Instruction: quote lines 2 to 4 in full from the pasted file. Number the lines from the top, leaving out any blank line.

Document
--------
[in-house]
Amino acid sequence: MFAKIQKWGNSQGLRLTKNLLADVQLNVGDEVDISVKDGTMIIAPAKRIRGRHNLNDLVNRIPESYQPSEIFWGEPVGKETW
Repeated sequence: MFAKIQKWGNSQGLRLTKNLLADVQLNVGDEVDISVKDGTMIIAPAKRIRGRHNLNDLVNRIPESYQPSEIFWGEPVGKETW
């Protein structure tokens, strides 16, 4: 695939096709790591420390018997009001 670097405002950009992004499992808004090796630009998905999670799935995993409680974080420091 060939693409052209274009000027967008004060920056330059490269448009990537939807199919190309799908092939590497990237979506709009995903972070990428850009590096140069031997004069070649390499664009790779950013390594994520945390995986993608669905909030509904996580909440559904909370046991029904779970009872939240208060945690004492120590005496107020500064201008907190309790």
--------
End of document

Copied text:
Amino acid sequence: MFAKIQKWGNSQGLRLTKNLLADVQLNVGDEVDISVKDGTMIIAPAKRIRGRHNLNDLVNRIPESYQPSEIFWGEPVGKETW
Repeated sequence: MFAKIQKWGNSQGLRLTKNLLADVQLNVGDEVDISVKDGTMIIAPAKRIRGRHNLNDLVNRIPESYQPSEIFWGEPVGKETW
């Protein structure tokens, strides 16, 4: 695939096709790591420390018997009001 670097405002950009992004499992808004090796630009998905999670799935995993409680974080420091 060939693409052209274009000027967008004060920056330059490269448009990537939807199919190309799908092939590497990237979506709009995903972070990428850009590096140069031997004069070649390499664009790779950013390594994520945390995986993608669905909030509904996580909440559904909370046991029904779970009872939240208060945690004492120590005496107020500064201008907190309790």